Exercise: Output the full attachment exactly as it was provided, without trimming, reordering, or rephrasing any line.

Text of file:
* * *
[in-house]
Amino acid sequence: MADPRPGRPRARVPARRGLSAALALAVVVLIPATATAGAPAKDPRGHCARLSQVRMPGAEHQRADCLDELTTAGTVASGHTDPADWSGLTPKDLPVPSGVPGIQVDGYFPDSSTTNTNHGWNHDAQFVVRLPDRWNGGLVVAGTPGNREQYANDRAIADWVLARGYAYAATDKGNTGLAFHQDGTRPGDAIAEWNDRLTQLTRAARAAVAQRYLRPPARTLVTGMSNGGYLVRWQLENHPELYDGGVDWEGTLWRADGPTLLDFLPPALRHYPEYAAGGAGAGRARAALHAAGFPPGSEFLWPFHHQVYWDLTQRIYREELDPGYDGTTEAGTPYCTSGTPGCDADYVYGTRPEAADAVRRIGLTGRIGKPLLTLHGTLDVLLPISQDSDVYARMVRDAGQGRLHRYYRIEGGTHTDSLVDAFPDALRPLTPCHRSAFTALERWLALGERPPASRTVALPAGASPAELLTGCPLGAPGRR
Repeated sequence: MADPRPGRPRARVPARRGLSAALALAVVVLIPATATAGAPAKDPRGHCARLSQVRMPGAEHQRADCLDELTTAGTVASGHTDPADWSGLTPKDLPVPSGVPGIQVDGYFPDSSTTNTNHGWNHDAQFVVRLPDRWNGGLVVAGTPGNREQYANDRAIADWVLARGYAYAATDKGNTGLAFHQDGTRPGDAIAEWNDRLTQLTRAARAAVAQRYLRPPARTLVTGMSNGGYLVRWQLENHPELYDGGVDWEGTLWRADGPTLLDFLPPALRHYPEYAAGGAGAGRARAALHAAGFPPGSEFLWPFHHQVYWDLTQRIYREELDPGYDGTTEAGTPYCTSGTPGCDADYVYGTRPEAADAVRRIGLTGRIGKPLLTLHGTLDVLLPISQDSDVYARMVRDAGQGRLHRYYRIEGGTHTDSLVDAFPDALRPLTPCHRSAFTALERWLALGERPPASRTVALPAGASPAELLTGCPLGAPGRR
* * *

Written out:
[in-house]
Amino acid sequence: MADPRPGRPRARVPARRGLSAALALAVVVLIPATATAGAPAKDPRGHCARLSQVRMPGAEHQRADCLDELTTAGTVASGHTDPADWSGLTPKDLPVPSGVPGIQVDGYFPDSSTTNTNHGWNHDAQFVVRLPDRWNGGLVVAGTPGNREQYANDRAIADWVLARGYAYAATDKGNTGLAFHQDGTRPGDAIAEWNDRLTQLTRAARAAVAQRYLRPPARTLVTGMSNGGYLVRWQLENHPELYDGGVDWEGTLWRADGPTLLDFLPPALRHYPEYAAGGAGAGRARAALHAAGFPPGSEFLWPFHHQVYWDLTQRIYREELDPGYDGTTEAGTPYCTSGTPGCDADYVYGTRPEAADAVRRIGLTGRIGKPLLTLHGTLDVLLPISQDSDVYARMVRDAGQGRLHRYYRIEGGTHTDSLVDAFPDALRPLTPCHRSAFTALERWLALGERPPASRTVALPAGASPAELLTGCPLGAPGRR
Repeated sequence: MADPRPGRPRARVPARRGLSAALALAVVVLIPATATAGAPAKDPRGHCARLSQVRMPGAEHQRADCLDELTTAGTVASGHTDPADWSGLTPKDLPVPSGVPGIQVDGYFPDSSTTNTNHGWNHDAQFVVRLPDRWNGGLVVAGTPGNREQYANDRAIADWVLARGYAYAATDKGNTGLAFHQDGTRPGDAIAEWNDRLTQLTRAARAAVAQRYLRPPARTLVTGMSNGGYLVRWQLENHPELYDGGVDWEGTLWRADGPTLLDFLPPALRHYPEYAAGGAGAGRARAALHAAGFPPGSEFLWPFHHQVYWDLTQRIYREELDPGYDGTTEAGTPYCTSGTPGCDADYVYGTRPEAADAVRRIGLTGRIGKPLLTLHGTLDVLLPISQDSDVYARMVRDAGQGRLHRYYRIEGGTHTDSLVDAFPDALRPLTPCHRSAFTALERWLALGERPPASRTVALPAGASPAELLTGCPLGAPGRR